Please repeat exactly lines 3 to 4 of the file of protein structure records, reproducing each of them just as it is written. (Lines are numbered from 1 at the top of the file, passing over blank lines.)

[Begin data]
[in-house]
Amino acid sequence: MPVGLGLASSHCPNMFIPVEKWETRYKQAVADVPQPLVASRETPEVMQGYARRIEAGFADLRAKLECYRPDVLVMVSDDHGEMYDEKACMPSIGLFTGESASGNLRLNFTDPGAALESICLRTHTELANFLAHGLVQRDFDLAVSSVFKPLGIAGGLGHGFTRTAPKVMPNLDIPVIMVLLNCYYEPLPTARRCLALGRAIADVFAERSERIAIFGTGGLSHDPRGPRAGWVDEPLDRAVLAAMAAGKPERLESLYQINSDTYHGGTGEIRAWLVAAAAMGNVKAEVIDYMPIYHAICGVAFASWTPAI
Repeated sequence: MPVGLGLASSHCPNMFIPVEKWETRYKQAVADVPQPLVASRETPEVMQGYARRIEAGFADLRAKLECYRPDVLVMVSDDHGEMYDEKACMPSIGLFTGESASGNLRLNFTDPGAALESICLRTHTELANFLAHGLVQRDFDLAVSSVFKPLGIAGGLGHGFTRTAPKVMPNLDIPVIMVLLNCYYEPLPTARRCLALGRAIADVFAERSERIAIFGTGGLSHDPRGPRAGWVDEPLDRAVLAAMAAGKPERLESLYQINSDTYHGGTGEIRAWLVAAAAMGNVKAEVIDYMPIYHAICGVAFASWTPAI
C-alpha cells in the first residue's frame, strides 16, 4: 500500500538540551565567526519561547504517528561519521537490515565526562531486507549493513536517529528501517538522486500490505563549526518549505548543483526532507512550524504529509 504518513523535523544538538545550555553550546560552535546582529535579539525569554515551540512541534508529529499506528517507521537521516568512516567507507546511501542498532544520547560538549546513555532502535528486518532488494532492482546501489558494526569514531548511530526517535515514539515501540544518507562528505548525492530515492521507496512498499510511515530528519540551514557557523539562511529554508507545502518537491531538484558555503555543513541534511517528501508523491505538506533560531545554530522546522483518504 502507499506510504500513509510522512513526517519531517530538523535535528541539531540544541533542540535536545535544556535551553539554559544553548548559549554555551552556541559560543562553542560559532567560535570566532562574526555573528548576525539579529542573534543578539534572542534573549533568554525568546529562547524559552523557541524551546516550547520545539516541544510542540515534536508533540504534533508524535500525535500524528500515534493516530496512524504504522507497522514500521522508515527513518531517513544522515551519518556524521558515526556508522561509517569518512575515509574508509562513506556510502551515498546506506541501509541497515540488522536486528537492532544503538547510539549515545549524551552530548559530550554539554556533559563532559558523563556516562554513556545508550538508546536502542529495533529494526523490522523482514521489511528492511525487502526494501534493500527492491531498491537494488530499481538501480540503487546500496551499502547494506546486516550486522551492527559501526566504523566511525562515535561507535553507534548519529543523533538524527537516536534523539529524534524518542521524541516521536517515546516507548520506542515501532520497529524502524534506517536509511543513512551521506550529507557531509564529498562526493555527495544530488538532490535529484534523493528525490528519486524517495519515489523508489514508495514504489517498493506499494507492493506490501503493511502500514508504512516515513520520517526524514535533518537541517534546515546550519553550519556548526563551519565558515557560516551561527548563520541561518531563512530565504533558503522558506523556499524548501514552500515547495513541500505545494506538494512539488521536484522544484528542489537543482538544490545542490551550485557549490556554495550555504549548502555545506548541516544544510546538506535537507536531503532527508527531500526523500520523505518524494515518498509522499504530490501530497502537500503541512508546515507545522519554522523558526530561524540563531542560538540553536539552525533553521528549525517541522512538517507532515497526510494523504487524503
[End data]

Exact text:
Repeated sequence: MPVGLGLASSHCPNMFIPVEKWETRYKQAVADVPQPLVASRETPEVMQGYARRIEAGFADLRAKLECYRPDVLVMVSDDHGEMYDEKACMPSIGLFTGESASGNLRLNFTDPGAALESICLRTHTELANFLAHGLVQRDFDLAVSSVFKPLGIAGGLGHGFTRTAPKVMPNLDIPVIMVLLNCYYEPLPTARRCLALGRAIADVFAERSERIAIFGTGGLSHDPRGPRAGWVDEPLDRAVLAAMAAGKPERLESLYQINSDTYHGGTGEIRAWLVAAAAMGNVKAEVIDYMPIYHAICGVAFASWTPAI
C-alpha cells in the first residue's frame, strides 16, 4: 500500500538540551565567526519561547504517528561519521537490515565526562531486507549493513536517529528501517538522486500490505563549526518549505548543483526532507512550524504529509 504518513523535523544538538545550555553550546560552535546582529535579539525569554515551540512541534508529529499506528517507521537521516568512516567507507546511501542498532544520547560538549546513555532502535528486518532488494532492482546501489558494526569514531548511530526517535515514539515501540544518507562528505548525492530515492521507496512498499510511515530528519540551514557557523539562511529554508507545502518537491531538484558555503555543513541534511517528501508523491505538506533560531545554530522546522483518504 502507499506510504500513509510522512513526517519531517530538523535535528541539531540544541533542540535536545535544556535551553539554559544553548548559549554555551552556541559560543562553542560559532567560535570566532562574526555573528548576525539579529542573534543578539534572542534573549533568554525568546529562547524559552523557541524551546516550547520545539516541544510542540515534536508533540504534533508524535500525535500524528500515534493516530496512524504504522507497522514500521522508515527513518531517513544522515551519518556524521558515526556508522561509517569518512575515509574508509562513506556510502551515498546506506541501509541497515540488522536486528537492532544503538547510539549515545549524551552530548559530550554539554556533559563532559558523563556516562554513556545508550538508546536502542529495533529494526523490522523482514521489511528492511525487502526494501534493500527492491531498491537494488530499481538501480540503487546500496551499502547494506546486516550486522551492527559501526566504523566511525562515535561507535553507534548519529543523533538524527537516536534523539529524534524518542521524541516521536517515546516507548520506542515501532520497529524502524534506517536509511543513512551521506550529507557531509564529498562526493555527495544530488538532490535529484534523493528525490528519486524517495519515489523508489514508495514504489517498493506499494507492493506490501503493511502500514508504512516515513520520517526524514535533518537541517534546515546550519553550519556548526563551519565558515557560516551561527548563520541561518531563512530565504533558503522558506523556499524548501514552500515547495513541500505545494506538494512539488521536484522544484528542489537543482538544490545542490551550485557549490556554495550555504549548502555545506548541516544544510546538506535537507536531503532527508527531500526523500520523505518524494515518498509522499504530490501530497502537500503541512508546515507545522519554522523558526530561524540563531542560538540553536539552525533553521528549525517541522512538517507532515497526510494523504487524503